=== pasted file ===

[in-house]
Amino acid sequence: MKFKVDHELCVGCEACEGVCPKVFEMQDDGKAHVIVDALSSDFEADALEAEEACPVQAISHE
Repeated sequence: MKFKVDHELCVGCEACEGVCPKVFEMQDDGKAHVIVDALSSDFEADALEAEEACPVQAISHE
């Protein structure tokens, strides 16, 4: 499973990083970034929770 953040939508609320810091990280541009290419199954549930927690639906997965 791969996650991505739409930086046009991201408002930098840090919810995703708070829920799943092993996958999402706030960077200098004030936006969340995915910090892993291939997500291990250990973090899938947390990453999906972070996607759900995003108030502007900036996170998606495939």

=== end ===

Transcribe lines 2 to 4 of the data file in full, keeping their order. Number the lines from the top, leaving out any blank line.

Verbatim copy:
Amino acid sequence: MKFKVDHELCVGCEACEGVCPKVFEMQDDGKAHVIVDALSSDFEADALEAEEACPVQAISHE
Repeated sequence: MKFKVDHELCVGCEACEGVCPKVFEMQDDGKAHVIVDALSSDFEADALEAEEACPVQAISHE
């Protein structure tokens, strides 16, 4: 499973990083970034929770 953040939508609320810091990280541009290419199954549930927690639906997965 791969996650991505739409930086046009991201408002930098840090919810995703708070829920799943092993996958999402706030960077200098004030936006969340995915910090892993291939997500291990250990973090899938947390990453999906972070996607759900995003108030502007900036996170998606495939």